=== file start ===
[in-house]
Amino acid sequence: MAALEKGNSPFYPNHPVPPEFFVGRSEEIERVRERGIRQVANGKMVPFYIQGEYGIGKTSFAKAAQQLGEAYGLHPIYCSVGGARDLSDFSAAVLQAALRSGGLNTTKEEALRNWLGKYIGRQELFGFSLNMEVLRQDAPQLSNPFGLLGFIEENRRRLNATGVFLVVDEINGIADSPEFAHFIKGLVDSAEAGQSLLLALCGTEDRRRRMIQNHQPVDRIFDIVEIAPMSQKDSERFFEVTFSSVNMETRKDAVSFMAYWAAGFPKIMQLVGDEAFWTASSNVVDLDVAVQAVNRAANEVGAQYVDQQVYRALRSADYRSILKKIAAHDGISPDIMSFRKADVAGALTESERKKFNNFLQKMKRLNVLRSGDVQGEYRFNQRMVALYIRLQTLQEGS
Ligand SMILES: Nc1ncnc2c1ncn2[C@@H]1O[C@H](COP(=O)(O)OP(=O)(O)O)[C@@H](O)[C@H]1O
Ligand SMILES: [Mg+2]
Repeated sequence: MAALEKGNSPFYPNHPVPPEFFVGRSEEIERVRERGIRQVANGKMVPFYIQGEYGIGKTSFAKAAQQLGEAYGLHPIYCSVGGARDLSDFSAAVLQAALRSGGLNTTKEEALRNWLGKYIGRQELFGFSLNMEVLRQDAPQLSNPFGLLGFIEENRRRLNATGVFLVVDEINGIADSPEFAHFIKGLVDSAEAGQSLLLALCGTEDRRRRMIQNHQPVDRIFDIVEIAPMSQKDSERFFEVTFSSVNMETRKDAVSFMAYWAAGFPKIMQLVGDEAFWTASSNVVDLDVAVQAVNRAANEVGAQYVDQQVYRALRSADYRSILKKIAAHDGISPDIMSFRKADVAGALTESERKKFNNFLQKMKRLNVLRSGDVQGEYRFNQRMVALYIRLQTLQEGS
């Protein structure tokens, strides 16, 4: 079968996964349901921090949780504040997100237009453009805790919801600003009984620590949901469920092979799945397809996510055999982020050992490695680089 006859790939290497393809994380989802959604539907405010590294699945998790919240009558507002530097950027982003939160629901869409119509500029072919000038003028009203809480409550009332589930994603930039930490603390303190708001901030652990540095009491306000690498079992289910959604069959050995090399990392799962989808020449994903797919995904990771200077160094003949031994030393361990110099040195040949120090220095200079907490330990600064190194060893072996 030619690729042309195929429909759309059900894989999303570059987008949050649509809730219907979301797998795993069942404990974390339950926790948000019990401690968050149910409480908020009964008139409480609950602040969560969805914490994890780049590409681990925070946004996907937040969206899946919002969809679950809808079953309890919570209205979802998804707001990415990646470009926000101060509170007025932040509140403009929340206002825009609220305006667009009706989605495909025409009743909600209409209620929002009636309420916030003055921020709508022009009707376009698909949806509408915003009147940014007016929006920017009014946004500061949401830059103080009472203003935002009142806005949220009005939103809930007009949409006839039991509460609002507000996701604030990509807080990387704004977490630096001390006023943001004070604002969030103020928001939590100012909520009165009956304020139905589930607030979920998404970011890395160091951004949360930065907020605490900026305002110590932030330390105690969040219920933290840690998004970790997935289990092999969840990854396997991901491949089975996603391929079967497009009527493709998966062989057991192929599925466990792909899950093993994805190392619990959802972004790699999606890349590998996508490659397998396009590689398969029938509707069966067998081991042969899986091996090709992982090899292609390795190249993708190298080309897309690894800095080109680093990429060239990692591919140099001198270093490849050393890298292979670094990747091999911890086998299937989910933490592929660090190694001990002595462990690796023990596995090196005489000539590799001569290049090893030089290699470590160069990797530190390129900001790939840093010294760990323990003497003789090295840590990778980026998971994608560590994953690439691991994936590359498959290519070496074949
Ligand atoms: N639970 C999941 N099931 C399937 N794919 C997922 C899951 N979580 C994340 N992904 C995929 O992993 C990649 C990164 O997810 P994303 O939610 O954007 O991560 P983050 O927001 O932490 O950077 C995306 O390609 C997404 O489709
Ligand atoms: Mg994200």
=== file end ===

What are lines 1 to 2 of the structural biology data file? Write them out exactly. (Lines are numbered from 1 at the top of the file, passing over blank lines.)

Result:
[in-house]
Amino acid sequence: MAALEKGNSPFYPNHPVPPEFFVGRSEEIERVRERGIRQVANGKMVPFYIQGEYGIGKTSFAKAAQQLGEAYGLHPIYCSVGGARDLSDFSAAVLQAALRSGGLNTTKEEALRNWLGKYIGRQELFGFSLNMEVLRQDAPQLSNPFGLLGFIEENRRRLNATGVFLVVDEINGIADSPEFAHFIKGLVDSAEAGQSLLLALCGTEDRRRRMIQNHQPVDRIFDIVEIAPMSQKDSERFFEVTFSSVNMETRKDAVSFMAYWAAGFPKIMQLVGDEAFWTASSNVVDLDVAVQAVNRAANEVGAQYVDQQVYRALRSADYRSILKKIAAHDGISPDIMSFRKADVAGALTESERKKFNNFLQKMKRLNVLRSGDVQGEYRFNQRMVALYIRLQTLQEGS